Sunday, February 27, 2011

Health Toll of the BP Oil Spill

Studying the health toll of the BP oil spill: An editorial

MICHAEL DeMOCKER / THE TIMES-PICAYUNE: With oil rigs and pelicans behind them, workmen scoop globs of oil from the sand on the beach in Port Fourchon June 1, 2010.

February 27, 2011 - The BP oil spill was singular not only for its gargantuan size, but also because it happened along a coast where millions of people live and work. That meant thousands of Gulf residents, especially those involved in cleanup efforts, were exposed to the oil and to the chemical dispersants used to fight the spill.

Many of those residents have asked themselves whether that exposure may one day affect their health. A new and significant study is designed to help provide answers -- and that's an important development.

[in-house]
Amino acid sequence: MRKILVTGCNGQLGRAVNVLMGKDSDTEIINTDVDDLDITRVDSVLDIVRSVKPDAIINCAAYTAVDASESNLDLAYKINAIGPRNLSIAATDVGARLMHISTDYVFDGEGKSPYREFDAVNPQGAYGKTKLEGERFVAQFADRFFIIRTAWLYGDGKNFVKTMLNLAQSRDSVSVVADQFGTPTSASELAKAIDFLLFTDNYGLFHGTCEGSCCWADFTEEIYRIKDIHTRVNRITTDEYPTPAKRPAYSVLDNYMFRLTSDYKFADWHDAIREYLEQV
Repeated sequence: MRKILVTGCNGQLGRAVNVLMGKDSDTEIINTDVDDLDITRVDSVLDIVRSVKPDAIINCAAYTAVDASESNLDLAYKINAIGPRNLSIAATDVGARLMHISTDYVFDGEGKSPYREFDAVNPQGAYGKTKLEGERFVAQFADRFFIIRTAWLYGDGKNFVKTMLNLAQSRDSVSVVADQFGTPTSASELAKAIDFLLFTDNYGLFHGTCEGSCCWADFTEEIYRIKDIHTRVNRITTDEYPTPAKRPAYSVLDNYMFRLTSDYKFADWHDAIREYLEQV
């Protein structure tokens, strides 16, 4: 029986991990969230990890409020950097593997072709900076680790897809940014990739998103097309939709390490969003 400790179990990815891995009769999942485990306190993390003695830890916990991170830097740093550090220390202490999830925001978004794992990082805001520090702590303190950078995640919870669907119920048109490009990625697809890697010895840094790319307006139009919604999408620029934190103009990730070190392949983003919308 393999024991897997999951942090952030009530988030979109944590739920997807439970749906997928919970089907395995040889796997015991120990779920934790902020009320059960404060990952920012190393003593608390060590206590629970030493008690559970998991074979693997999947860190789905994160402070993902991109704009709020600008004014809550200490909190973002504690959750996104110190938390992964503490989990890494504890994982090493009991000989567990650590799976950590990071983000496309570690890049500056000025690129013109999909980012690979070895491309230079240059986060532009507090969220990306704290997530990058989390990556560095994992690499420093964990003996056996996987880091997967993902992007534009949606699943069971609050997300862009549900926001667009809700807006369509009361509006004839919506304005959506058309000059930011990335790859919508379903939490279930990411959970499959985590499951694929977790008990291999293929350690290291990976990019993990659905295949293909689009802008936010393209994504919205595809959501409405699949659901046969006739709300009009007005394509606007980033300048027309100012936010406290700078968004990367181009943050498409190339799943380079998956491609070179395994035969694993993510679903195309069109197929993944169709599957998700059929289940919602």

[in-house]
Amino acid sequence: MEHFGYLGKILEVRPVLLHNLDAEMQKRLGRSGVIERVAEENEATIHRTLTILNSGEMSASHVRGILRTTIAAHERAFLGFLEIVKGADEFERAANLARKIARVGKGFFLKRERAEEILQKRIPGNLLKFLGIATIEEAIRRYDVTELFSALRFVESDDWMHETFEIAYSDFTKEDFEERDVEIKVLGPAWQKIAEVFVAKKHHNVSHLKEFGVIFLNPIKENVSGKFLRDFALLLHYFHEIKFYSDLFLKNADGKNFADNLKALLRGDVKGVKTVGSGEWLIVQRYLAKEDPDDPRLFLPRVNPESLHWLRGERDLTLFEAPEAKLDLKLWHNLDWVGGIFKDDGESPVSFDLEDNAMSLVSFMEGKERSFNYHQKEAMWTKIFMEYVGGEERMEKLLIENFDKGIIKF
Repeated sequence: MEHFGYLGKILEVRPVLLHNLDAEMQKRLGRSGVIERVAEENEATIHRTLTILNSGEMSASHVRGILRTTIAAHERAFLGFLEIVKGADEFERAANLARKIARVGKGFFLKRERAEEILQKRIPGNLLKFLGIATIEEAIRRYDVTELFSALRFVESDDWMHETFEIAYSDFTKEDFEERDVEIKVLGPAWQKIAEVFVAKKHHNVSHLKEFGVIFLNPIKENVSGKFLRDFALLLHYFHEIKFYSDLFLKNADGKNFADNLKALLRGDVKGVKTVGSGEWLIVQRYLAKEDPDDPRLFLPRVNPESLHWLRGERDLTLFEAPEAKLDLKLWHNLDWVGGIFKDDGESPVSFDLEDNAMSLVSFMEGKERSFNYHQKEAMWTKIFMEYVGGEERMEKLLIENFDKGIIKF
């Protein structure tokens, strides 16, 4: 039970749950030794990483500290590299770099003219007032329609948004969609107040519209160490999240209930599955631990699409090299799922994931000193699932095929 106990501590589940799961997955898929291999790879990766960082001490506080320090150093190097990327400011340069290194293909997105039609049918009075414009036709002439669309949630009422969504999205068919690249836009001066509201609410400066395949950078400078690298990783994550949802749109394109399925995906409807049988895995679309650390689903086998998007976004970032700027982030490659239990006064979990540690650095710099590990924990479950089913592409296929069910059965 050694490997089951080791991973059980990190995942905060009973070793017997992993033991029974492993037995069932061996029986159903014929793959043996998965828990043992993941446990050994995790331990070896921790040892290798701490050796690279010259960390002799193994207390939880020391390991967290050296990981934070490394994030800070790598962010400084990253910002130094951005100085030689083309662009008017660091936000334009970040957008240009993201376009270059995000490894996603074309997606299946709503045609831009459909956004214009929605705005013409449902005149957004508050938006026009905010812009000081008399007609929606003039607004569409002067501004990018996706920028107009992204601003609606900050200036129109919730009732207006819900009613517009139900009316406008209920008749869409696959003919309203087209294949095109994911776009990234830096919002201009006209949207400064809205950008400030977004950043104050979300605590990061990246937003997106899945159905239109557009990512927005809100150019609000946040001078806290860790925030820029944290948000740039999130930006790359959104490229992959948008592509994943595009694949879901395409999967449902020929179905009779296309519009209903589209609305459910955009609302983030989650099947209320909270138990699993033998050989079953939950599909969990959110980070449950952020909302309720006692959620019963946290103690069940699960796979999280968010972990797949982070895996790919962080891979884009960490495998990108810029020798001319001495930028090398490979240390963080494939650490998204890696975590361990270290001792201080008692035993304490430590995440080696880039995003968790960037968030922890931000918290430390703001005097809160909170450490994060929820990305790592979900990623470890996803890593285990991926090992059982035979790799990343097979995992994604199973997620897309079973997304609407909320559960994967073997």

A division of the National Institutes of Health is preparing to launch what researchers are calling a potentially ground-breaking study on the health effects of the disaster. The researchers plan to interview 55,000 Gulf Coast residents with varying levels of direct exposure to the oil and dispersants. The idea then is to track the health of roughly half of those individuals over the next decade to draw possible causes and effects. {continued}

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